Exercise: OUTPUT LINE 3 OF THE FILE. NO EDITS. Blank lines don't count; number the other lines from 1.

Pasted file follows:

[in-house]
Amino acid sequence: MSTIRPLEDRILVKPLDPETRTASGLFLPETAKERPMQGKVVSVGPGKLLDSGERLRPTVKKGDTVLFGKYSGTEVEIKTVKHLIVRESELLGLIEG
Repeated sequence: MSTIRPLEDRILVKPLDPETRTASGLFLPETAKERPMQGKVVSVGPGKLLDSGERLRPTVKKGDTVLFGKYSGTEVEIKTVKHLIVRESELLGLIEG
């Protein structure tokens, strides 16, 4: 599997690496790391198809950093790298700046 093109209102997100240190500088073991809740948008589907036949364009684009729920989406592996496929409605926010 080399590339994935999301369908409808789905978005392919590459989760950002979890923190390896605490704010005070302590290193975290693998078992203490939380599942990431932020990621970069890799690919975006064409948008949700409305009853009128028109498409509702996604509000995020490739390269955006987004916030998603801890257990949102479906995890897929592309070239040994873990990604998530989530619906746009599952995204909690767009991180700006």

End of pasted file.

Repeated sequence: MSTIRPLEDRILVKPLDPETRTASGLFLPETAKERPMQGKVVSVGPGKLLDSGERLRPTVKKGDTVLFGKYSGTEVEIKTVKHLIVRESELLGLIEG